During 2007, three major upgrades to the web-based Performance Report Information and Surveillance Monitoring (PRISM) application were completed. PRISM is a querying tool used by Federal Reserve analysts to access and display financial, surveillance, and examination data. In the analytical module, users can customize the presentation of institutional financial information drawn from Call Reports, Uniform Bank Performance Reports, FR Y-9 statements, BHCPRs, and other regulatory reports. In the surveillance module, users can generate reports summarizing the results of surveillance screening for banks and bank holding companies. The upgrades made more regulatory data available for querying, gave users the ability to display commercial real estate guidance data, and provided a way to access structure information for all institutions in NIC.
The Federal Reserve works through the FFIEC Task Force on Surveillance Systems to coordinate surveillance activities with the other federal banking agencies.
In 2007, the Federal Reserve continued to provide technical assistance on bank supervisory matters to foreign central banks and supervisory authorities. Technical assistance involves visits by Federal Reserve staff members to foreign authorities as well as consultations with foreign supervisors who visit the Board or the Reserve Banks. Technical assistance in 2007 was concentrated in Latin America, Asia, and former Soviet bloc countries. The Federal Reserve, along with the OCC, the FDIC, and the Treasury, was also an active participant in the Middle East and North Africa Financial Regulators' Training Initiative, which is part of the U.S. government's Middle East Partnership Initiative.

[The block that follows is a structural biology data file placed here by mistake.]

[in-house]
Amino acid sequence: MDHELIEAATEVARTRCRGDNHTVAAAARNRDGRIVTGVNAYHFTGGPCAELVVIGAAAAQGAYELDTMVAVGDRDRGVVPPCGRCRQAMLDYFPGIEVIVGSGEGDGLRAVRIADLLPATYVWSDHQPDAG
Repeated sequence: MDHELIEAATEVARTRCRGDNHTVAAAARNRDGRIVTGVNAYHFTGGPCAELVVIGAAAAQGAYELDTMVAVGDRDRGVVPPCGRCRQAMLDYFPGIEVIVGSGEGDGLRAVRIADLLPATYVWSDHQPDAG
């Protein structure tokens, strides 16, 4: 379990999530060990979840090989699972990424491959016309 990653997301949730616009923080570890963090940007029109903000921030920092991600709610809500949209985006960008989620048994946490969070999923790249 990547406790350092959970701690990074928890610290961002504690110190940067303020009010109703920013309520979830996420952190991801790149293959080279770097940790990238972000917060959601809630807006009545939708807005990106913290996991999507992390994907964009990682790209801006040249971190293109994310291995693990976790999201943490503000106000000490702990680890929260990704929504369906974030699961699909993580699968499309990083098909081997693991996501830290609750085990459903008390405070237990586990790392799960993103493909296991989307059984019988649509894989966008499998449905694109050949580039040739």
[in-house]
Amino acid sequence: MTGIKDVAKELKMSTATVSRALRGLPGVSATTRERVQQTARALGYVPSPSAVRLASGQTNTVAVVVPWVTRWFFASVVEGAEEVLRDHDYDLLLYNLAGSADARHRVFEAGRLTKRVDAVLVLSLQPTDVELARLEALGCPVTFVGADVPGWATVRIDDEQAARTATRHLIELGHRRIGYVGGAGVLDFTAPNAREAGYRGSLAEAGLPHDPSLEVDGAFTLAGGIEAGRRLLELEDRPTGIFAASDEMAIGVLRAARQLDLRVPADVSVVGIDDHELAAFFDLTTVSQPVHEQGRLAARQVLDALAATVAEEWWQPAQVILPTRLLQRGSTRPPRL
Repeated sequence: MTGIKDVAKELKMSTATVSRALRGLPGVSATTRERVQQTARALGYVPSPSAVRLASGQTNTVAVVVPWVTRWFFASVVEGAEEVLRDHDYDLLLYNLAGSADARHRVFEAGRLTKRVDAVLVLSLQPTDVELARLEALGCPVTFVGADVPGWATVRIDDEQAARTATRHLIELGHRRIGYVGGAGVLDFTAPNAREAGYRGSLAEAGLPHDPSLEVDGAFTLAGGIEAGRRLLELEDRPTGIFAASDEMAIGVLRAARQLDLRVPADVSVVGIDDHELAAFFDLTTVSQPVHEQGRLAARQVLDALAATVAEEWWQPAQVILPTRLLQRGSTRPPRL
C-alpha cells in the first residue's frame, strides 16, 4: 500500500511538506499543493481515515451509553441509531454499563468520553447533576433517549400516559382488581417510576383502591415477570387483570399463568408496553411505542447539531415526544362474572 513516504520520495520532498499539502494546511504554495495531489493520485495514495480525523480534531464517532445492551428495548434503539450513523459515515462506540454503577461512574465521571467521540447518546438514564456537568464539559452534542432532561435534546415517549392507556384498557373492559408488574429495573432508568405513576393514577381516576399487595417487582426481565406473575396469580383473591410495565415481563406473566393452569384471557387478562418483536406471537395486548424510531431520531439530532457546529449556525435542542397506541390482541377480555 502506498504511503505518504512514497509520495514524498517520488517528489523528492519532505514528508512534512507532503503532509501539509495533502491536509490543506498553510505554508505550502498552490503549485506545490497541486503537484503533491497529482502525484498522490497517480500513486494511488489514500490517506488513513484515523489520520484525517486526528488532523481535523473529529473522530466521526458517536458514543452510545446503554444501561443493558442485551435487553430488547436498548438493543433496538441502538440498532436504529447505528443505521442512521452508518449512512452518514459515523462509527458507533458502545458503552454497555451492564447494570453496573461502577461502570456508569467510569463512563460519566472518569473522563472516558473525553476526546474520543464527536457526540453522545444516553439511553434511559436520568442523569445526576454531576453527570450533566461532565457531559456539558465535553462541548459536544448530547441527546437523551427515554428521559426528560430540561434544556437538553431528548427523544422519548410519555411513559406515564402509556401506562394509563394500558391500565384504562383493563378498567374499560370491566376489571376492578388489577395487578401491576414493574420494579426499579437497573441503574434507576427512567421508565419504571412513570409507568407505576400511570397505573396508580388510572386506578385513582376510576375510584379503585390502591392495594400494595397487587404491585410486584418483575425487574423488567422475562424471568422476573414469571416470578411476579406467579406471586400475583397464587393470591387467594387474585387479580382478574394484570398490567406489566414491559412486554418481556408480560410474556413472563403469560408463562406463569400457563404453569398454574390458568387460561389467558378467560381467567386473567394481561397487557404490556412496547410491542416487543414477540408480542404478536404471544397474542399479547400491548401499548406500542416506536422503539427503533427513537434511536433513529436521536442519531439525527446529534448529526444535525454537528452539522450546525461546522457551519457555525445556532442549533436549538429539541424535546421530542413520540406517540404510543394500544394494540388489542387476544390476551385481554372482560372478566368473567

During the year the Federal Reserve offered training courses exclusively for foreign supervisory authorities, both in the United States and in a number of foreign jurisdictions. System staff also took part in technical assistance and training missions led by the International Monetary Fund, the World Bank, the Inter-American Development Bank, the Asian Development Bank, the Basel Committee on Banking Supervision (Basel Committee), and the Financial Stability Institute.